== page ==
History of Blythe Doll - Allison Katzman's Invention
Blythe doll is a fashion doll designed in 1972 by Allison Katzman who worked at “Marvin Glass and Associates”. It was inspired by was modeled after
drawings by Margaret Keane who is an artist famous for painting of the doe-eyed children. It was sold for only one year by United States toy company
Kenner. It took 27 years to become popular again. In 1987, an American toy company Tonka acquired Kenner Parker Toys, Inc and with that got all rights for
toys that Kenner sold. Hasbro purchased Tonka in 1991 and got all rights from them. Takara of Japan got license from Hasbro in 2001 to produce so-called
“The New Edition of Blythe” or “Neo Blythe”. Ashton-Drake Galleries got license from Hasbro in 2004 to sell Blythe replica dolls on the United States soil.
Hasbro began selling their own version of Blythe dolls in 2010.
Blythe dolls are made in three sizes: full size has height of 28 cm and is only model that can change colors of their eyes; "Petite Blythe" is 11.2 cm and
Middie Blythe. Blythe dolls are sold largely to adults and collectors and their prices go from $60 to $400 for some limited edition ones. Original Blythe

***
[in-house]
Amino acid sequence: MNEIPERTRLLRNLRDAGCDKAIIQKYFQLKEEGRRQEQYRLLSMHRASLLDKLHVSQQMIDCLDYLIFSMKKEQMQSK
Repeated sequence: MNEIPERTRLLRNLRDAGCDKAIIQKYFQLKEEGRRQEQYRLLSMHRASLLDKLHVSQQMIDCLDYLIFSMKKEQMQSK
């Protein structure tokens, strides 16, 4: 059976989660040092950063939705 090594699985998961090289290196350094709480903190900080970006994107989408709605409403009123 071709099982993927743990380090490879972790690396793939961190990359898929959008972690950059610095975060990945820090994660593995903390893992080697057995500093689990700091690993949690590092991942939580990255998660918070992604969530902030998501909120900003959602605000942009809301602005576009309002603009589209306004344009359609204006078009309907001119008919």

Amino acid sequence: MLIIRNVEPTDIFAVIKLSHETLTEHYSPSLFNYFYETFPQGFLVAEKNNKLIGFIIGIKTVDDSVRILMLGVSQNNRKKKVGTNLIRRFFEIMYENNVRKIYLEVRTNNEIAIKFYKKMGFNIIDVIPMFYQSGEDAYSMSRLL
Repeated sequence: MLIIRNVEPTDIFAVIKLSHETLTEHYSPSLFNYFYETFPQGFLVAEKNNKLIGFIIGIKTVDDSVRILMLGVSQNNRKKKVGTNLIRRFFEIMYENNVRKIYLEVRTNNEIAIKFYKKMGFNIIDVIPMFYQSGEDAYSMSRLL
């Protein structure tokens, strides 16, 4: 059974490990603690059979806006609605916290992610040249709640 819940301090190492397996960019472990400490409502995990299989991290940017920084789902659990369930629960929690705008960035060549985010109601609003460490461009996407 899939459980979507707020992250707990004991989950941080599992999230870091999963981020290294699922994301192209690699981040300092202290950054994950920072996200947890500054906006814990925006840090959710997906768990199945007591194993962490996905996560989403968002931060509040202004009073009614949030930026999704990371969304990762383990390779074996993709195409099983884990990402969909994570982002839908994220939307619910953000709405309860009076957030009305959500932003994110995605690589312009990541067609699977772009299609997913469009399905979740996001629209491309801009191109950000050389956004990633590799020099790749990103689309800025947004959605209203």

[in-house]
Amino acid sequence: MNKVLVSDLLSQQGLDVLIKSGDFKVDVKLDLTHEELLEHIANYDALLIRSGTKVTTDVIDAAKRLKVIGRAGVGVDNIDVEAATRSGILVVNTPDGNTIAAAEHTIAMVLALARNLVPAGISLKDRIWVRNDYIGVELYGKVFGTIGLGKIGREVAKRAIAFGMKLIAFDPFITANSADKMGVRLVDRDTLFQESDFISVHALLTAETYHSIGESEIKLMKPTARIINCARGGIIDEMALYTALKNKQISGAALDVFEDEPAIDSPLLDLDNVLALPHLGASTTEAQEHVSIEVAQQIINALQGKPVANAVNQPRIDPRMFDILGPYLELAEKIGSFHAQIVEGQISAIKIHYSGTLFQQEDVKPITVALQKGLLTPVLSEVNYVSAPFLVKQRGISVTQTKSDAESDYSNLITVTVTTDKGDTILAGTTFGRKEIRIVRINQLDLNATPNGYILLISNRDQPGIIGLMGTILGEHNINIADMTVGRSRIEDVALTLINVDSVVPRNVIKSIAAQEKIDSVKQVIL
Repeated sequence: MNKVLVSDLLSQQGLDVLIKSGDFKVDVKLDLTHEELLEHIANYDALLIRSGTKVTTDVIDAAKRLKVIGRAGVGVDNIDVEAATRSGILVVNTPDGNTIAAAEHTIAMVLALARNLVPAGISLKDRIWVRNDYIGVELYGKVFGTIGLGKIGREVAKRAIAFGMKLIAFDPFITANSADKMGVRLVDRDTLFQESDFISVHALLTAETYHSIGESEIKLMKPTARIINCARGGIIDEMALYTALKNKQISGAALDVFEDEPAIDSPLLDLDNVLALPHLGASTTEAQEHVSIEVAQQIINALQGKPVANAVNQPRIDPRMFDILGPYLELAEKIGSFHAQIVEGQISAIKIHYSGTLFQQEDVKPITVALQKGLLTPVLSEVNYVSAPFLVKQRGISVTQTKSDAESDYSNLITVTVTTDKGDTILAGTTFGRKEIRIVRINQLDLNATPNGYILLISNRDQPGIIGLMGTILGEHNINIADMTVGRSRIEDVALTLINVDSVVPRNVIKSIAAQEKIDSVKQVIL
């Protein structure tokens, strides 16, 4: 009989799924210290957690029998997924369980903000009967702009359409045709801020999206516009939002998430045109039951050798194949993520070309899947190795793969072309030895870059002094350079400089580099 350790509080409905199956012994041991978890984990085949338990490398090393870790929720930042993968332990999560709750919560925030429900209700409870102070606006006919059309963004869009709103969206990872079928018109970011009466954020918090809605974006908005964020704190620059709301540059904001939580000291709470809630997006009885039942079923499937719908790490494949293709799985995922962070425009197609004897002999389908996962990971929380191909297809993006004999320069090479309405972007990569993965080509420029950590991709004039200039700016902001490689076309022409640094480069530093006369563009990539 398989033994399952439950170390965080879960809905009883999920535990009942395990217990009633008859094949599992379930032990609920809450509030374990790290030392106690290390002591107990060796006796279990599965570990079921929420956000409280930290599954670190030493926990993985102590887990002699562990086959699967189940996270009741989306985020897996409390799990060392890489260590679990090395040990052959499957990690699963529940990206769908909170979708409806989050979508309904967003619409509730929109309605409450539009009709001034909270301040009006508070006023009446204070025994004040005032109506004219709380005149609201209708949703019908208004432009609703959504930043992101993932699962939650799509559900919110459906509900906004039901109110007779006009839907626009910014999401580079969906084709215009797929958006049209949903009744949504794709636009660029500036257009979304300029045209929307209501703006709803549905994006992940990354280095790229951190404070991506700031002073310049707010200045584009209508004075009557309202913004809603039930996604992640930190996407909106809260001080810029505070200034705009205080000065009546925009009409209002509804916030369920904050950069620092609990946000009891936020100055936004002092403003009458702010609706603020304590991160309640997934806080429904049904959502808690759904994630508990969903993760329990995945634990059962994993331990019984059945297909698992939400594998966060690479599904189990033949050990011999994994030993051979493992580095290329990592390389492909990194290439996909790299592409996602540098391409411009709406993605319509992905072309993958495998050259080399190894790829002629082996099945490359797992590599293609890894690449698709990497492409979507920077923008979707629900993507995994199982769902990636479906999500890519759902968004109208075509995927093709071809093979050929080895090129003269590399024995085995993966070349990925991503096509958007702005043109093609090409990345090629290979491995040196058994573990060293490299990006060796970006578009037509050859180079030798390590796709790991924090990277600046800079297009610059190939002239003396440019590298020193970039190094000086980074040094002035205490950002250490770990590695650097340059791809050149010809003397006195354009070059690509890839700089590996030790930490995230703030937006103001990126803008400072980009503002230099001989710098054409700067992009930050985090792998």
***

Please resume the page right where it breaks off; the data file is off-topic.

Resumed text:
dolls from 1972 are sought by collectors and can reach four digit prices.
Original Kenner Blythe dolls were made with the same faces bit with four hair colors and six hairstyles. They also had 12 different dresses.
When Takara got license to make their own Blythe dolls they started with copies of the original dolls but in time they started releasing new doll each
month. AS the time passed they made 176 of the Neo Blythes, 210 of Petites, and 4 of the newest addition to the Blythe line, the Middie Blythe dolls.
Beside by size different models of Blythe dolls differ in some other details. Petite Blythes have half-closed eyes and bendable bodies while Middie
Blythes’ heads tilt and their eyes look left and right. In 2005 and 2006, Ashton-Drake Galleries made 5 replicas of the Kennel dolls and outfits from 1972.
Second release was made in 2007. Difference between these two releases was that first had color of skin slightly green while the second was more
peach-pink. Ashton-Drake Galleries’ production was stopped in 2008.Untilthen they manufactured 12 different models of Blythe dolls. Hasbro joined with
their “Blythe Loves Littlest Pet Shop line” in 2010. Blythe dolls were sold as petsitters to Hasbro’s already existent Littlest Pet Shop toy line.